On February 25, 2014, Chicago played host to the first screening in a continent-wide tour for the documentary film Shadows of Liberty. The film is an in-depth critical examination of the American media, including (and especially) the struggle for the public to enter and influence American media policy. The Shadows of Liberty screening in Chicago, in a peculiar bit of historical irony, took place in Lincoln Hall at Northwestern University Law School in downtown Chicago. The irony is, as longtime Chicago media activists will recall, that the same room that showed Shadows of Liberty in 2014 to a crowd of about 200 people in Chicago also played host in 2003 to that year's Midwest Forum on Media Ownership. That forum, along with a dozen other official and unofficial fora in 2002 and 2003, coupled with a great deal of other efforts by a lot of people, helped to rally awareness and opposition to the Federal Communication Commissions's controversial media ownership rule evisceration in 2003. That's no small matter; the opposition helped make those rule changes the second-most popular news story of 2003, and fueled a successful court ruling that overturned the rules' implementation and prevented our concentrated and bad media from getting much more concentrated and far worse.
As to the film Shadows of Liberty itself, it is, in a word, outstanding -- quite possibly the best documentary film about the American news media and American media system ever made. (That's not a topic that has engendered a lot of critical filmmaking, which makes it rather sad that the hurdle to jump over is so low.) The film provided a number of case studies of where the American news media went wrong or went awry, pointing an accusatory finger at corporate control, government malfeasance, and the almighty dollar. The film, to its eternal credit, did review some the popular efforts in 2003 and 2007 to oppose the FCC's beheading of its media ownership rules, but there I felt it showed an incomplete picture. Shadows of Liberty showed the protests at the 2003 FCC meeting where FCC chair (and present-day cable TV lobbyist) Michael Powell voted to ballwhack the ownership rules. But the film didn't mention the buildup of the opposition over those months (of which the Midwest Forum on Media Ownership was a key part), nor did the film discuss the widespread outrage that followed, nor did it mention the court ruling in 2003 that overturned the FCC's ruling in its entirety, nor did it mention the subsequent positive consequences (like the corporate flailing that followed, the advance of LPFM due to the behind-the-scenes sniping, and the breakup of Viacom and the Tribune Corporation). To be fair, there was so much that the film could NOT mention due to time constraints, and as the filmmaker himself mentioned at the Chicago screening of Shadows of Liberty, and some painful decisions had to be made. But the opposition was featured where it is almost always ignored in American media, even in a form that's admittedly incomplete, and for that the film deserves our support.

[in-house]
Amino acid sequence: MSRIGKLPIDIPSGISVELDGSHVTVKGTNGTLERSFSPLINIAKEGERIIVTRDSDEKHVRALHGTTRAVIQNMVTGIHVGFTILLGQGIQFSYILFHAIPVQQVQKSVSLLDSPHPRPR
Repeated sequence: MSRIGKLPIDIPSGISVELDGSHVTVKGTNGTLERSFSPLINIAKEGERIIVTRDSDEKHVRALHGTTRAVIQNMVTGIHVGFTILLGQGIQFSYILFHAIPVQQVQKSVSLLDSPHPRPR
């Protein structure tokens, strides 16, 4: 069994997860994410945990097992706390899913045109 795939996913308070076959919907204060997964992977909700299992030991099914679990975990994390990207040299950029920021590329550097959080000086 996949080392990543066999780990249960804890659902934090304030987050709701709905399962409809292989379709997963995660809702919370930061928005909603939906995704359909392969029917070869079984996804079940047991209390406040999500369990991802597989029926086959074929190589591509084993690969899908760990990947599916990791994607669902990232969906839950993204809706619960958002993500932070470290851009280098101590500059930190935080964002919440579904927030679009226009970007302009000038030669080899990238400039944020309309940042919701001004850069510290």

You can judge for yourself: The film is viewable at one of the many screenings at the long-awaited American screenings tour of the film (encompassing a planned 171 cities). You can also get a DVD of the film or view the film via online pay-per-view. End commercial.
I had the good fortune to be a panelist at the post-film panel, which included an all-star cast including CMA contributors Dale Lehman (of WZRD radio in Chicago, 88.3 FM) and Mike Kalas (of Chicago's MultiKulti). The panel, moderated by Chicago radio host WC Turck, was recorded and the video has been posted online:
The film's promotional organizers have launched a Kickstarter campaign to raise funds to complete the tour of North America, and by "funds" we're talking a goal of $13,500. In a world where Comcast and Facebook can throw out multi-billion-dollar mergers, it's a shame that authentic grassroots efforts to raise awareness of such an important issue has to scrape and claw to get even the pittance that's being asked for. Hence, we strongly encourage you to contribute to the campaign if you are able to do so.
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